Response to UCS’ Kevin Knobloch-head…

Below is a recent commentary by Union of Concerned Scientists president Kevin Knobloch. A reader requested a review of the piece, so here’s a quick one. My comments in [[bracketed bold]].

Commentary: Republicans are closing their eyes to climate science

McClatchy-Tribune News Servicem, February 14, 2011

In 1957, the Soviet Union launched the first Earth-orbiting satellite, and the United States was shocked to discover that it had fallen behind in the space race. In response to the “Sputnik crisis,” Republicans and Democrats in Congress worked together to create NASA and dramatically increased funding for science and technology education and research.

Twelve years later, Neil Armstrong became the first human to walk on the moon.

Today, America faces another crisis that requires a major scientific and technological response: climate change. Of course, this crisis is not limited to the United States, but we can use our unparalleled capacity for innovation to lead the way. And just as it did half a century ago, Congress has a chance to take decisive action.

[While getting to the moon was clearly a great achievement, it was a well-defined and limited task well-within the scientific knowledge and technological capability of the time. But climate change is at not all like going to the moon and back. While we know significant climate change will happen in the future, is it happening in a significant way right now? There is no evidence that it is. How would Mr. Knobloch like to change the climate? What is the perfect temperature? Amount of rain? Number of cloudy days? How much atmospheric CO2 is just right? How can atmospheric CO2 possibly be reduced? A warmer climate — if indeed that is what’s happening — may be good for some and bad for others? Who gets to decide who wins and loses? Controlling global climate is infinitely more complex than the Moonshot project.]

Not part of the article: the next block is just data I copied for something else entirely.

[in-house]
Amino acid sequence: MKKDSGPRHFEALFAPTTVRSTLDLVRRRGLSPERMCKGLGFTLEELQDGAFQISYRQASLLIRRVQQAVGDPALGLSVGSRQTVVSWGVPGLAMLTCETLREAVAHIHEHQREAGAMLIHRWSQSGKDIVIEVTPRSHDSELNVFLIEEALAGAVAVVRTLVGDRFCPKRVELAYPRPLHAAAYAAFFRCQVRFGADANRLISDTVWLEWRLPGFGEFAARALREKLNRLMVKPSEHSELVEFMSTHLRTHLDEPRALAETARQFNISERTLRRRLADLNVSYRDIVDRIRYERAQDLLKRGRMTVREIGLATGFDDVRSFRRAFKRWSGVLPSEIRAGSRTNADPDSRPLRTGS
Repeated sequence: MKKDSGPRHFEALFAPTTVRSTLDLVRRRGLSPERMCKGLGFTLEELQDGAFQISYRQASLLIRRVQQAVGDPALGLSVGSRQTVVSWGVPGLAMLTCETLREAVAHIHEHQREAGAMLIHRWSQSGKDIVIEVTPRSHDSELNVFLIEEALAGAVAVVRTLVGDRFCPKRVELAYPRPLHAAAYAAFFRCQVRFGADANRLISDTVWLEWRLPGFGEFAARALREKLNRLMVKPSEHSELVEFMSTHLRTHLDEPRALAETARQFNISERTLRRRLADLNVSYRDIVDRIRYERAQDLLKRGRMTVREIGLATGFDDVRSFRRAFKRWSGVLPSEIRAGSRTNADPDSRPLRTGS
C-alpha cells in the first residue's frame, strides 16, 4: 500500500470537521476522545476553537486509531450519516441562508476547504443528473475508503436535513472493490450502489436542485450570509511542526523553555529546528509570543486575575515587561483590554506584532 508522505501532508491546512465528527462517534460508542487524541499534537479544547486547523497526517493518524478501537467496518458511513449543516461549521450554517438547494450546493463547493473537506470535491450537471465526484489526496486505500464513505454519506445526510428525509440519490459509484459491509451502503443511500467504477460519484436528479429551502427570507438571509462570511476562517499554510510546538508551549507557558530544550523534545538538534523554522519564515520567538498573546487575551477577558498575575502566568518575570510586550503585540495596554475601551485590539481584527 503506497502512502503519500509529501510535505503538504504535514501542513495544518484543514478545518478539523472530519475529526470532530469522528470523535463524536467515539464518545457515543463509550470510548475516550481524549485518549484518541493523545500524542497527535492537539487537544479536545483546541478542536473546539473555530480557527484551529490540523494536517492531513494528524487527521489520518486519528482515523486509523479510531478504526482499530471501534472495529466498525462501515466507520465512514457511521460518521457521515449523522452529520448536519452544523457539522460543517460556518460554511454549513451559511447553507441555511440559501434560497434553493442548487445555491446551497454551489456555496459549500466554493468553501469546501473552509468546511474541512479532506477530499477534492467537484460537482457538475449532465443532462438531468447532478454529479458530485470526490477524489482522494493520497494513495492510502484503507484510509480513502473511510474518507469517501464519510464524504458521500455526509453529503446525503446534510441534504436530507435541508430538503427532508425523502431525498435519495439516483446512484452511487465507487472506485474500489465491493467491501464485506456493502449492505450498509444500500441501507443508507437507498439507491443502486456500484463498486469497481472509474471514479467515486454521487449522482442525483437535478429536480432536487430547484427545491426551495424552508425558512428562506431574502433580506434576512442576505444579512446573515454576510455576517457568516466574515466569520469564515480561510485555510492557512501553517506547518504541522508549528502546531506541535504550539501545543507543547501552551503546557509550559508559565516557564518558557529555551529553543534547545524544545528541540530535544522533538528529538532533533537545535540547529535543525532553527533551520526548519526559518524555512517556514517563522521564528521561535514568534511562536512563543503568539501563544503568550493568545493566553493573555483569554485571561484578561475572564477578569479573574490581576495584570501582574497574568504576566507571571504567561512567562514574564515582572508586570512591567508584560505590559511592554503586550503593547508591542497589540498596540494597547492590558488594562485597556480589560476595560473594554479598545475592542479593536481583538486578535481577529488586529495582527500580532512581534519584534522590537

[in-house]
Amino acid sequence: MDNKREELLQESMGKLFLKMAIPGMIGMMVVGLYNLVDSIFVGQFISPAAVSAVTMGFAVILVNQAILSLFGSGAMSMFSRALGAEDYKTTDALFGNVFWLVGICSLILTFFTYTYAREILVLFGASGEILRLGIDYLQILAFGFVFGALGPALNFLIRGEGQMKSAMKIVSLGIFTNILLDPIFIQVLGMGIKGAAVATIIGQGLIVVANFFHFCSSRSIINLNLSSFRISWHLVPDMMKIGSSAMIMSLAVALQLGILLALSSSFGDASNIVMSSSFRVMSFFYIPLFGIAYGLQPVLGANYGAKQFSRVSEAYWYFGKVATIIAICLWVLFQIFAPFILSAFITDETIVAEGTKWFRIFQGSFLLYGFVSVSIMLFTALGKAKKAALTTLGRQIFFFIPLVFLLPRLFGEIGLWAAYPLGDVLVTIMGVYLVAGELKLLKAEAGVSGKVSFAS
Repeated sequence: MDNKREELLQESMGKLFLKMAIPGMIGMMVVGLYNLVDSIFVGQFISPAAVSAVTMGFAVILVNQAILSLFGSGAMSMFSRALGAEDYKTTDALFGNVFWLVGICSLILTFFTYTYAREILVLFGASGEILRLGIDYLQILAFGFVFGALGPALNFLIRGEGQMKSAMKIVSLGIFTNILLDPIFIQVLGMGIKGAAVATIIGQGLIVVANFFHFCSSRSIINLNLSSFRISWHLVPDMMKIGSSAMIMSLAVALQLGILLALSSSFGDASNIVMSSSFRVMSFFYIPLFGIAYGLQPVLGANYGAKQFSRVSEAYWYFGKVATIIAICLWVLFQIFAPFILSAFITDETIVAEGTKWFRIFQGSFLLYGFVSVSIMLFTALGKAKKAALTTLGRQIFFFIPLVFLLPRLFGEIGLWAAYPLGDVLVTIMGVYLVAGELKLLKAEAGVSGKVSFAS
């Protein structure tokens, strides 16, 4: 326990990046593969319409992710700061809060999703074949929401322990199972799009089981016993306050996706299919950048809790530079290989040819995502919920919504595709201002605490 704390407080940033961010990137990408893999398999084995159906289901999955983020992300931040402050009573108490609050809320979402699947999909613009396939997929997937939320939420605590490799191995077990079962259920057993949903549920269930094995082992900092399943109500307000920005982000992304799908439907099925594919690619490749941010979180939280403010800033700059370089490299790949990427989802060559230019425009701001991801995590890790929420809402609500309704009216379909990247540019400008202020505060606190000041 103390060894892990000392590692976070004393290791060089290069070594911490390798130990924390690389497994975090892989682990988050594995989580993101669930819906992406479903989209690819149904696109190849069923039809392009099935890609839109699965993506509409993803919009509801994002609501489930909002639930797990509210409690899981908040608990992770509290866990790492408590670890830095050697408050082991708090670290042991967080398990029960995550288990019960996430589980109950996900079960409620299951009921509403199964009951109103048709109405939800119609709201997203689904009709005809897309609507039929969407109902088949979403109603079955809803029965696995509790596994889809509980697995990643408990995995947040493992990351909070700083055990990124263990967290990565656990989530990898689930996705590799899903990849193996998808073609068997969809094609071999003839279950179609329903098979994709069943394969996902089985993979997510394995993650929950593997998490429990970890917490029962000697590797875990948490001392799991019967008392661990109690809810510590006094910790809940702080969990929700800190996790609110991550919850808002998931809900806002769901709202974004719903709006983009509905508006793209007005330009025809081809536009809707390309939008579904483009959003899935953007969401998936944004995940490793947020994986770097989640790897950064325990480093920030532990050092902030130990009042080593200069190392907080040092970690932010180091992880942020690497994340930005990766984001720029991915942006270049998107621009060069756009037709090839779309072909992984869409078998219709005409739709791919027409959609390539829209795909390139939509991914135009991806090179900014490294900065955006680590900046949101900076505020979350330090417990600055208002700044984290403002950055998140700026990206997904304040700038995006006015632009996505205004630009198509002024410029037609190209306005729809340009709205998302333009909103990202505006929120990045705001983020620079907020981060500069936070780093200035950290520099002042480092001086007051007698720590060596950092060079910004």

So how are Republican congressional leaders responding?

Here’s what Texas Rep. Ralph Hall said last fall: “I’ve had people tell me if we had all the money in the world, put it in Texas Stadium, people couldn’t change nature’s future one iota.” Hall, who is 87, was already a state judge when Sputnik launched. What did he say then? “I’ve had people tell me it’ll take a lot of work and money to match that, so there’s no use trying”?

Hall’s attitude isn’t surprising given his close ties to the oil and gas industry, which has consistently tried to block progress in the fight against climate change. But he isn’t just another oil state climate contrarian with his head in the sand. Now that the Republicans have a majority in the House, he is the new chairman of the House Committee on Science and Technology, which oversees federal funding in these fields.

[And Knobloch’s attitude isn’t surprising given his leadership of Marxist-socialist group that’s trying to use junk science-fueled climate alarmism as a means of fulfilling its totalitarian social and political agenda.]

Unfortunately, he says he will use his new power not to advance science but to obstruct it. Hall has said he plans to investigate “Climategate,” the phony scandal whipped up by climate change deniers. In 2009, hackers illegally gained access to computers at a university in England and released thousands of e-mails from top climate scientists. Climate contrarians claimed a handful of the e-mails showed that scientists had muzzled dissenting views and distorted data. Over the past year, five independent investigations found those allegations to be false.

[Climategate was a real scandal — real enough to deal a crippling blow to climate alarmism. There is no evidence that “hackers” or anyone else did anything illegal with respect to obtaining the e-mails. None of the independent investigations has exonerated any Climategate figure — witness the fact that despite the claimed exonerations, climate alarmism remains flat on its back.]